Some great news for South Africa, from the guys at Youtube, is that today, on their 5 year anniversary, Youtube is officially launched in South Africa. What this means is that so far we have a YouTube.co.za domain, faster and more localised searches, and pretty soon we should have local servers with Youtube content
Here is the official press release from Google & Youtube:
YouTube Plants Roots in South Africa
Online video platform debuts its first localized site on the African continent
– Freshlyground, vlogger KhayaV, Rhodes Journalism, and SABC among key channels
Johannesburg, May 17 – YouTube, the place where anyone with a video camera and an Internet connection can share their life, art and voice with the world, today announces the launch of a South African domain (http://www.youtube.co.za). YouTube South Africa offers South Africans the best video content from around the world through a local interface that promotes the content most relevant to them.
YouTube South Africa makes it even faster and easier for local users to find and view the videos most relevant to them, by tuning search and discovery algorithms such as featured videos and homepage and category spotlights. Content uploaded by users in South Africa will show up as “browse pages” on the YouTube South Africa site, creating a new space for the national community and giving South African users the opportunity to increase their exposure.
“There’s something on YouTube for everyone, from amateur to professional content, the unexpected to the emotionally affecting, the educational to the entertaining,” said Chad Hurley, YouTube Co-Founder. “We’re very excited to bring a local version of YouTube to South Africa and we look forward to continuing to improve the YouTube experience for our South African users.”
“YouTube is a fascinating platform where people from different cultures and countries all over the world are active participants in a global conversation,” said KhayaV, a South African video blogger who has been using YouTube since July 2006. “By giving people the power to broadcast themselves, YouTube helps increase our understanding of each other, one clip at a time.”
“Our students are covering South African issues that are often under-reported in today’s media landscape,” said Alette Schoon, television lecturer, Rhodes University Journalism and Media Studies. “We see YouTube as one of the most powerful mediums for telling dynamic stories and reaching a broad audience. Through RhodesTV, the Rhodes Journalism School’s new YouTube channel, we will raise awareness about serious issues that cannot be ignored.”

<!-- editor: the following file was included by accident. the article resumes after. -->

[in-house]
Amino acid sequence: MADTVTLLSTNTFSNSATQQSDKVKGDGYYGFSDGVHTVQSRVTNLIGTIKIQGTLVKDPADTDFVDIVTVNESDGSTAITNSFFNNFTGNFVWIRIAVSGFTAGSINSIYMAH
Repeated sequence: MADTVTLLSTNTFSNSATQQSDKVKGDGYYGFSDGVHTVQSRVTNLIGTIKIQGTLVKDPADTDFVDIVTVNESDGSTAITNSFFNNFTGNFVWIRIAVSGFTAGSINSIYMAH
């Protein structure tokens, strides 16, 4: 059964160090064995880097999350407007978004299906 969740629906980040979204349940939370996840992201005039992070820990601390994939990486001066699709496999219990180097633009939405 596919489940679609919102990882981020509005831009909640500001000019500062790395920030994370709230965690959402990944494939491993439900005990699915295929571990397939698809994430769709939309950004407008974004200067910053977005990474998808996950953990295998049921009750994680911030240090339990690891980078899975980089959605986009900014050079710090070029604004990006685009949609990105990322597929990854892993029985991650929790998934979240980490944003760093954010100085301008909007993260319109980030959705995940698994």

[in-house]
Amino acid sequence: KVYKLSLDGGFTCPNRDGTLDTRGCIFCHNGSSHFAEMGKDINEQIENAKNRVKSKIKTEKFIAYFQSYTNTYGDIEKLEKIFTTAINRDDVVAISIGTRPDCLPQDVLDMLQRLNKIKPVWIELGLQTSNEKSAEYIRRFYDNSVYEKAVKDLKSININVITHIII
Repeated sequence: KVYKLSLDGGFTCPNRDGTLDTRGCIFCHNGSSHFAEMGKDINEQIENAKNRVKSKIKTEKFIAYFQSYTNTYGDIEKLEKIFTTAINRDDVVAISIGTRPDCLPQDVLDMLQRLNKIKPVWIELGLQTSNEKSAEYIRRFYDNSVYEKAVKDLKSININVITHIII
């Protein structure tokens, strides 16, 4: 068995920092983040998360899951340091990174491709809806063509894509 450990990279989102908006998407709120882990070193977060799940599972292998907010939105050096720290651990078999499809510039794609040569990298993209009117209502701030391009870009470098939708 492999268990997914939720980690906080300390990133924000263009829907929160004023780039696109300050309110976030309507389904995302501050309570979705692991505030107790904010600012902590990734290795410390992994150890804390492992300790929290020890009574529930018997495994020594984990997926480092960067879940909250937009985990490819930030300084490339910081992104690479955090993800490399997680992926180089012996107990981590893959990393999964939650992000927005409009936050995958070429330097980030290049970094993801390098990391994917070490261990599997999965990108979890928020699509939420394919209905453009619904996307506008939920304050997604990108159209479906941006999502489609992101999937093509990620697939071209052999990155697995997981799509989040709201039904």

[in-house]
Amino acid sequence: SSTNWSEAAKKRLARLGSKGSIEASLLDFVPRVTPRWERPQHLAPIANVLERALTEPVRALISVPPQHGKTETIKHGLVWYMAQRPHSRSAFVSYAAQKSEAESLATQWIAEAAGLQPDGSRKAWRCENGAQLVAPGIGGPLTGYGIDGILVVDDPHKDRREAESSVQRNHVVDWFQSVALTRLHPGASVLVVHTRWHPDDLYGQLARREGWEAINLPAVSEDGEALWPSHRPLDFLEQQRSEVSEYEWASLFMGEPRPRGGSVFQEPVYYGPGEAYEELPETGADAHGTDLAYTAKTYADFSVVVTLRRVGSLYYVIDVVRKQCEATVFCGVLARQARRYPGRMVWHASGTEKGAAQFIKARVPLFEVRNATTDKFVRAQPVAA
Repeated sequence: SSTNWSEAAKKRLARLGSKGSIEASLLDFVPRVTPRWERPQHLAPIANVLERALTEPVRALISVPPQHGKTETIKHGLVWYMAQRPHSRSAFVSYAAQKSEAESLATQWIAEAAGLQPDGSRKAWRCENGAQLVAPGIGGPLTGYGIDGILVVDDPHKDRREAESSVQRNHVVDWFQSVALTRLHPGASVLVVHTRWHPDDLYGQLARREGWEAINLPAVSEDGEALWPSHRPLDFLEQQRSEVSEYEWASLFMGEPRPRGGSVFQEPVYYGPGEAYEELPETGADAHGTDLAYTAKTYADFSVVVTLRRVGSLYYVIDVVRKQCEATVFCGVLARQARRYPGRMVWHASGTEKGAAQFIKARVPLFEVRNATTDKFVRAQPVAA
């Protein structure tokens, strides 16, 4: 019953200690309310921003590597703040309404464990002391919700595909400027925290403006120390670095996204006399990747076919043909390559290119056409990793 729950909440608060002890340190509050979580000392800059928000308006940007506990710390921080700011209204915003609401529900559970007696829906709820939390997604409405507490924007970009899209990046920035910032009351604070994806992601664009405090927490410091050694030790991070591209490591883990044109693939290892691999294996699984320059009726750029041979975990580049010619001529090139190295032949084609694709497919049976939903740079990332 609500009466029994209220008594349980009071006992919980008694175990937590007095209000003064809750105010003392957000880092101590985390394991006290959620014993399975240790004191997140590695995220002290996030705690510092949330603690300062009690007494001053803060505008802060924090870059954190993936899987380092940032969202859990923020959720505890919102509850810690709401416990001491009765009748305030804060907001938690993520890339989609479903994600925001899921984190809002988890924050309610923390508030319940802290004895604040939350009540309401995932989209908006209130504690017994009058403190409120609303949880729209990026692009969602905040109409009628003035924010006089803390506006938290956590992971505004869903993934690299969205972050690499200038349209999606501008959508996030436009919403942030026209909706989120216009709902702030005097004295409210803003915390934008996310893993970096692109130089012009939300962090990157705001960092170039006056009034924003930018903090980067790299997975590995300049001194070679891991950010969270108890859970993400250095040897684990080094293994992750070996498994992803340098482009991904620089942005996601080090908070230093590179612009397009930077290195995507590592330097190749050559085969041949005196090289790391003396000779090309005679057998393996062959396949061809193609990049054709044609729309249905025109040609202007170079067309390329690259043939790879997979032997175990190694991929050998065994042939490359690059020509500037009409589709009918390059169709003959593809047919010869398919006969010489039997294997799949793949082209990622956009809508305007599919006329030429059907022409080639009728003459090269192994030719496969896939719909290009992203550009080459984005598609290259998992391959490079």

In advance of this launch YouTube signed partnership agreements with a number of South African media companies including the South African Broadcasting Corporation (SABC) and e.tv. These broadcasters, like other YouTube partners, have established a presence on the site to easily distribute their content and grow their audience. Over the years the public broadcaster SABC has built up an extensive archive of TV shows. Its current broadcasting schedule also contains gems that are well suited for this new platform. The SABC will be piloting a variety of older and current content on the channel. If the pilot proves successful the content offering may be extended to include a variety of its news, sport, soaps, dramas and comedies.
One of YouTube’s key priorities, in addition to the making the platform a comprehensive destination, is ensuring that videos load and play quickly — even in places where bandwidth is at a premium. In addition to the standard YouTube experience, users have the option to watch videos with YouTube Feather. This beta offering is a stripped-down version of the page on which any video plays; it only includes the site’s most basic features to help ensure that those with low-speed Internet connections are able to play videos play faster. YouTube Feather can be found in TestTube (http://www.youtube.com/testtube), the area on the site where new products are tested.